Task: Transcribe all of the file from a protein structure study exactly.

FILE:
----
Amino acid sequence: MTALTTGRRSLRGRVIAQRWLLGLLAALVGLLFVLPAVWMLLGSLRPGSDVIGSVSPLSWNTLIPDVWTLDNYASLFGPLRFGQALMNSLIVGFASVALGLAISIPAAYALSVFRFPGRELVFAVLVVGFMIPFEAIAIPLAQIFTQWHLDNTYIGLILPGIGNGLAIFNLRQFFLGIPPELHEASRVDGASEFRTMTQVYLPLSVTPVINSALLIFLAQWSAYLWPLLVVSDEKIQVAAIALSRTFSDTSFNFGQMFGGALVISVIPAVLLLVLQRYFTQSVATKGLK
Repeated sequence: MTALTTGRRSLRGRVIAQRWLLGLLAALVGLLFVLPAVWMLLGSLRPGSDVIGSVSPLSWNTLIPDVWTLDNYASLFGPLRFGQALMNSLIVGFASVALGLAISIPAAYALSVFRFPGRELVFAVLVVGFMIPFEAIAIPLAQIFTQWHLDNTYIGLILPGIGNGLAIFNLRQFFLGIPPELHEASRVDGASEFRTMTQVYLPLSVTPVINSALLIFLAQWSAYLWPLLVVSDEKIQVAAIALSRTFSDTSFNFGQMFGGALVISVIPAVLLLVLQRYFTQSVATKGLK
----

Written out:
Amino acid sequence: MTALTTGRRSLRGRVIAQRWLLGLLAALVGLLFVLPAVWMLLGSLRPGSDVIGSVSPLSWNTLIPDVWTLDNYASLFGPLRFGQALMNSLIVGFASVALGLAISIPAAYALSVFRFPGRELVFAVLVVGFMIPFEAIAIPLAQIFTQWHLDNTYIGLILPGIGNGLAIFNLRQFFLGIPPELHEASRVDGASEFRTMTQVYLPLSVTPVINSALLIFLAQWSAYLWPLLVVSDEKIQVAAIALSRTFSDTSFNFGQMFGGALVISVIPAVLLLVLQRYFTQSVATKGLK
Repeated sequence: MTALTTGRRSLRGRVIAQRWLLGLLAALVGLLFVLPAVWMLLGSLRPGSDVIGSVSPLSWNTLIPDVWTLDNYASLFGPLRFGQALMNSLIVGFASVALGLAISIPAAYALSVFRFPGRELVFAVLVVGFMIPFEAIAIPLAQIFTQWHLDNTYIGLILPGIGNGLAIFNLRQFFLGIPPELHEASRVDGASEFRTMTQVYLPLSVTPVINSALLIFLAQWSAYLWPLLVVSDEKIQVAAIALSRTFSDTSFNFGQMFGGALVISVIPAVLLLVLQRYFTQSVATKGLK